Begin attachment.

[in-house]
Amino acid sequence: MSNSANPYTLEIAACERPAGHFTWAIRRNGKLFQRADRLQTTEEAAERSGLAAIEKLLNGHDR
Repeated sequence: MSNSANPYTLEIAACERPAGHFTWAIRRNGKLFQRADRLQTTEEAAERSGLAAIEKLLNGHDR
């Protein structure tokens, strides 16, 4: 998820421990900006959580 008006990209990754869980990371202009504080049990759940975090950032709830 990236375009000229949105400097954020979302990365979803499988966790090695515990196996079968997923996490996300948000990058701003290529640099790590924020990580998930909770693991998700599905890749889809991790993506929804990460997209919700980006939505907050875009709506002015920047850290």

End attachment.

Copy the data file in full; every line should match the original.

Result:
[in-house]
Amino acid sequence: MSNSANPYTLEIAACERPAGHFTWAIRRNGKLFQRADRLQTTEEAAERSGLAAIEKLLNGHDR
Repeated sequence: MSNSANPYTLEIAACERPAGHFTWAIRRNGKLFQRADRLQTTEEAAERSGLAAIEKLLNGHDR
């Protein structure tokens, strides 16, 4: 998820421990900006959580 008006990209990754869980990371202009504080049990759940975090950032709830 990236375009000229949105400097954020979302990365979803499988966790090695515990196996079968997923996490996300948000990058701003290529640099790590924020990580998930909770693991998700599905890749889809991790993506929804990460997209919700980006939505907050875009709506002015920047850290």